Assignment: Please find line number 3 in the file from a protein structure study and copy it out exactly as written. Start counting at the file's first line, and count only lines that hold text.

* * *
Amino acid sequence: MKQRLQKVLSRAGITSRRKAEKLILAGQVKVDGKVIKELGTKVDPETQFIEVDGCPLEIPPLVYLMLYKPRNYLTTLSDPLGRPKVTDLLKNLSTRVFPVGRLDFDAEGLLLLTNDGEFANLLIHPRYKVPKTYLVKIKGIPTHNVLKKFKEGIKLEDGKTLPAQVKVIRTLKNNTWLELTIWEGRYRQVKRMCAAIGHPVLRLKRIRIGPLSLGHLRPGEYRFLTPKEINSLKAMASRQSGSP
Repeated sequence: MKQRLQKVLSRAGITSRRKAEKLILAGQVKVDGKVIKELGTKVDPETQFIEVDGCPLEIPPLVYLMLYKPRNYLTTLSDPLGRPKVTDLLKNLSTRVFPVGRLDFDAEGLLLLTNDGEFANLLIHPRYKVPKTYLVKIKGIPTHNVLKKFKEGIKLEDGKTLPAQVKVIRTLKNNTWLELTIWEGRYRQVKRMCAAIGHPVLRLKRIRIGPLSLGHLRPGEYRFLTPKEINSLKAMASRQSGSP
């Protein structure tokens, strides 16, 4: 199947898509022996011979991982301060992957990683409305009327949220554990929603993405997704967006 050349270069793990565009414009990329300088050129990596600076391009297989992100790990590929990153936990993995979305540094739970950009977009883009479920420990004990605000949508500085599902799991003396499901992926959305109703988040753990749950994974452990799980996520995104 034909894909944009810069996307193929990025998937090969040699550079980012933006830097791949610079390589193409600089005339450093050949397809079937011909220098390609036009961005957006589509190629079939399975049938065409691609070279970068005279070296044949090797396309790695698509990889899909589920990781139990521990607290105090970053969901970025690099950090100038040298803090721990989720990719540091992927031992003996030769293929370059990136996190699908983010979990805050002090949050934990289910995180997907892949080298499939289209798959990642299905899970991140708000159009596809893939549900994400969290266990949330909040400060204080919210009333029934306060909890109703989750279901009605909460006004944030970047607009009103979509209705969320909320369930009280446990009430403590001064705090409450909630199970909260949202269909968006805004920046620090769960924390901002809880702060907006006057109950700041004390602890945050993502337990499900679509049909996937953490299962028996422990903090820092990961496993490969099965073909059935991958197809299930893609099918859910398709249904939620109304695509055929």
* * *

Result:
């Protein structure tokens, strides 16, 4: 199947898509022996011979991982301060992957990683409305009327949220554990929603993405997704967006 050349270069793990565009414009990329300088050129990596600076391009297989992100790990590929990153936990993995979305540094739970950009977009883009479920420990004990605000949508500085599902799991003396499901992926959305109703988040753990749950994974452990799980996520995104 034909894909944009810069996307193929990025998937090969040699550079980012933006830097791949610079390589193409600089005339450093050949397809079937011909220098390609036009961005957006589509190629079939399975049938065409691609070279970068005279070296044949090797396309790695698509990889899909589920990781139990521990607290105090970053969901970025690099950090100038040298803090721990989720990719540091992927031992003996030769293929370059990136996190699908983010979990805050002090949050934990289910995180997907892949080298499939289209798959990642299905899970991140708000159009596809893939549900994400969290266990949330909040400060204080919210009333029934306060909890109703989750279901009605909460006004944030970047607009009103979509209705969320909320369930009280446990009430403590001064705090409450909630199970909260949202269909968006805004920046620090769960924390901002809880702060907006006057109950700041004390602890945050993502337990499900679509049909996937953490299962028996422990903090820092990961496993490969099965073909059935991958197809299930893609099918859910398709249904939620109304695509055929």